Coppess warns, however, that this “positive outlook for fall fertilizer application” could be undone by the same “elephant in the room” that derailed much of the spring season for U.S. grower-customers — extreme weather. “Many of the crops were planted two to three weeks behind normal,” he says. “Barring an early frost, harvest will also be delayed. Weather, as always, will be the greatest obstacle to really ‘sticking’ a big fall!”
In terms of what macronutrients could potentially be in demand for the fall of 2019, Coppess thinks all three will be. “We will do our best to get 50% of next year’s fertilizer applied this fall, all three nutrients,” he says. “Anhydrous ammonia is our primary source of nitrogen. Ground temperatures will be the determining factor. We don’t start until the ground temperature is 50 degrees and declining. We quit when the ground freezes.”
The Morral Companies’ Oster thinks that potash will have stronger application rates this fall among his area’s grower-customers, with nitrogen and phosphate performing less vibrantly. “Potash will do best because it is the product of choice for fall application,” he says. “Around here, nitrogen will definitely be the worst because we are not normally a fall-applied nitrogen market in the first place, even more so this year. ‘A burned child fears fire’ is an old adage that comes to mind, and believe me, growers who put down nitrogen last fall and failed to get a crop in the ground really have to feel burned as the vast majority of their nitrogen is gone by now — both from leaching and denitrification. As for phosphates, there is such a local bias against them due to Lake Erie’s predicted large algal bloom this year that growers will feel pressure from that front, along with decreased phosphorus uptake from this year’s damaged crops.”
More Soil Testing
Despite this “slower than normal” outlook for fertilizer application, Oster does foresee an area in which ag retailers could find themselves busy during the autumn months — soil testing. “I would expect fertilizer retailers to be very proactive with their soil test programs because of all the variables resulting from this year’s weather disaster,” he says. “It’s hard to know what IS out there, just as it is hard to know what IS NOT out there following these unprecedented weather occurrences. The good nutrient service providers will be out there as much as possible, sticking those fields and analyzing the test results, looking for opportunities to re-achieve a nutrient balance.”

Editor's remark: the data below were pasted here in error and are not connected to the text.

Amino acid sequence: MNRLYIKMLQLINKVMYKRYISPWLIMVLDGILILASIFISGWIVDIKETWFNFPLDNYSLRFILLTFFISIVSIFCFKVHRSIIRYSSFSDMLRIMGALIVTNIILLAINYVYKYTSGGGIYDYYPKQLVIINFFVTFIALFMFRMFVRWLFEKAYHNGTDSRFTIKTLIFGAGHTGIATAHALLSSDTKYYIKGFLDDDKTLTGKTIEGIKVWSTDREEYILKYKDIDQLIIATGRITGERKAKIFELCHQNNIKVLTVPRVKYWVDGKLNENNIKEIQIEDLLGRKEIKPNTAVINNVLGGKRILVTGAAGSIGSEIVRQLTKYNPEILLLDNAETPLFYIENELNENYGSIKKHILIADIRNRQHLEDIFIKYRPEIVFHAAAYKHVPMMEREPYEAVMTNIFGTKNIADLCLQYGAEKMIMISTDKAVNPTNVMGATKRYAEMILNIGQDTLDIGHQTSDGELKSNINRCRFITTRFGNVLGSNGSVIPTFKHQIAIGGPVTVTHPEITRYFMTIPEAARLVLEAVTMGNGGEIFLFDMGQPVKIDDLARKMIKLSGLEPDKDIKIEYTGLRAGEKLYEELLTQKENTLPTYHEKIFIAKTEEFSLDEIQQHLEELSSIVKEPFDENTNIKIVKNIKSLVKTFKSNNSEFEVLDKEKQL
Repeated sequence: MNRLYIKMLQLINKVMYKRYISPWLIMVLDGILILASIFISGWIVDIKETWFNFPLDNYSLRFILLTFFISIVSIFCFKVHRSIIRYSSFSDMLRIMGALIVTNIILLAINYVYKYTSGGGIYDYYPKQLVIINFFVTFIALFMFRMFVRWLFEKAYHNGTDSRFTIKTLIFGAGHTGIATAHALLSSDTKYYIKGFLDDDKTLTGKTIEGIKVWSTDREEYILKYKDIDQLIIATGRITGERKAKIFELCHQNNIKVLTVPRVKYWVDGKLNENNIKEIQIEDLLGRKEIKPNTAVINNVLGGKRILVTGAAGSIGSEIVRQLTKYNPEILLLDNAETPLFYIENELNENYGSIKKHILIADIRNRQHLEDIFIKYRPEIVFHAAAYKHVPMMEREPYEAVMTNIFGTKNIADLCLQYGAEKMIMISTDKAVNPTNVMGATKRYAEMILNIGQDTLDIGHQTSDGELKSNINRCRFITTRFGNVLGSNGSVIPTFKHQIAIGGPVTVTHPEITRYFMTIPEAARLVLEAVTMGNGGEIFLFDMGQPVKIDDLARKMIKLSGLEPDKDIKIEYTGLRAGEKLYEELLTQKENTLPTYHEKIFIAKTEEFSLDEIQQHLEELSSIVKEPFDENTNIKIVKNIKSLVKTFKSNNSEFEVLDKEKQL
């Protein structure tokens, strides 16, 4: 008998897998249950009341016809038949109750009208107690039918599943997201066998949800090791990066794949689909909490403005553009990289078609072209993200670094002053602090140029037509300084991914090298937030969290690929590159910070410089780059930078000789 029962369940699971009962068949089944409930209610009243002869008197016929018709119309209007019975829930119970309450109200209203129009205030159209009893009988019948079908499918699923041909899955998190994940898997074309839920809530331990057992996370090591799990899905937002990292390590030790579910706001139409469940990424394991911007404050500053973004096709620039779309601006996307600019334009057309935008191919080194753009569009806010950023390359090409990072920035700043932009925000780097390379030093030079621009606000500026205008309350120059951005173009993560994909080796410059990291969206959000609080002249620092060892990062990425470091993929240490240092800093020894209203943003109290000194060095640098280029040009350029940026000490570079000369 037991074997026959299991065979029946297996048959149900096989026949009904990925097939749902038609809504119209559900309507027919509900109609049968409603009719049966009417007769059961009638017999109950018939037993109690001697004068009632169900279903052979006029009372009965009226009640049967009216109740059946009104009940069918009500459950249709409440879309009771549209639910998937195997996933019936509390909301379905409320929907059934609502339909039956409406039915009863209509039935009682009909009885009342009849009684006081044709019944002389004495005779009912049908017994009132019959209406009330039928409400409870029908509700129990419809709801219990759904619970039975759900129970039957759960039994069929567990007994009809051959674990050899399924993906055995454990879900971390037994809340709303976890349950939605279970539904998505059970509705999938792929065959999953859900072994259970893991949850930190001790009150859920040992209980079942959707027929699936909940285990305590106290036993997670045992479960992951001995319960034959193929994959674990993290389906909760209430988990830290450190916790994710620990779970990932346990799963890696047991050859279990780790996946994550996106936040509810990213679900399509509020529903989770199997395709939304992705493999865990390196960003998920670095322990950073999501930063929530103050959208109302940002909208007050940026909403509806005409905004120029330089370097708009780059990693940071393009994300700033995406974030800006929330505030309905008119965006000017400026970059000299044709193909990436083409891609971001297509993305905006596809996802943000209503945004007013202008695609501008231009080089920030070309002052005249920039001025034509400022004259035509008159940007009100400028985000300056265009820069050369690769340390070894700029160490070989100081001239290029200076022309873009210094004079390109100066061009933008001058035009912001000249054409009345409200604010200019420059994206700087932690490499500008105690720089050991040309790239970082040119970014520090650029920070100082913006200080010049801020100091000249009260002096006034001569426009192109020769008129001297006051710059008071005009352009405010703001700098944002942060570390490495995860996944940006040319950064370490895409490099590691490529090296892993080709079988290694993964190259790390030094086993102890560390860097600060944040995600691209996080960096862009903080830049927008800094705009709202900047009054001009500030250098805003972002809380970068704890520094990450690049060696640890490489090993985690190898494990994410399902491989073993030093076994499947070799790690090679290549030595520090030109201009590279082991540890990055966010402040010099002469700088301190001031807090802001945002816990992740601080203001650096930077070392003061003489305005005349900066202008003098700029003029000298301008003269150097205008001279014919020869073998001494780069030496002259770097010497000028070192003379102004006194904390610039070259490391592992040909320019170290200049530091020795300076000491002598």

Looking ahead even further to the 2020 growing season, ag retailers that CropLife® magazine talked with were relatively hopeful for a better crop year. But, according to Oster, some positive developments on the trade front would definitely help.
“The major wild card for next year is, of course, trade,” he says. “Whether you’re talking about the U.S./Mexico/Canada Agreement, Japan, or China, those initiatives and issues are going to be very large and significant players on the market. So, any deal will be good, no deal will be bad, and a bad deal will only give other regions of the world even more reason to increase production of both corn and soybeans at the expense of U.S. exports. China, in particular, and soybeans for sure will set the tone for planting intentions next spring. And all we can do for now on that front is to continue to develop alternative markets.”
According to Scott Dettmann, Fertilizer Manager, Northern Business Unit for Helena Agri-Enterprises, logistics could be a concern due to pricing and freight reliability. “The river system will also be challenged again next year due to all of the scheduled closures for maintenance,” says Dettmann.
Still, according to Heartland Co-op’s Coppess, the biggest wild-card potentially impacting the 2020 growing season could be the same one that hurt the 2019 season — Mother Nature. “The weather will remain as our biggest wild card,” he says. “After that, how the trade issue will turn out is still the big unknown. If soybean prices regress again, we could see a stronger shift to more corn acres, and demand for fall fertilizer should increase.”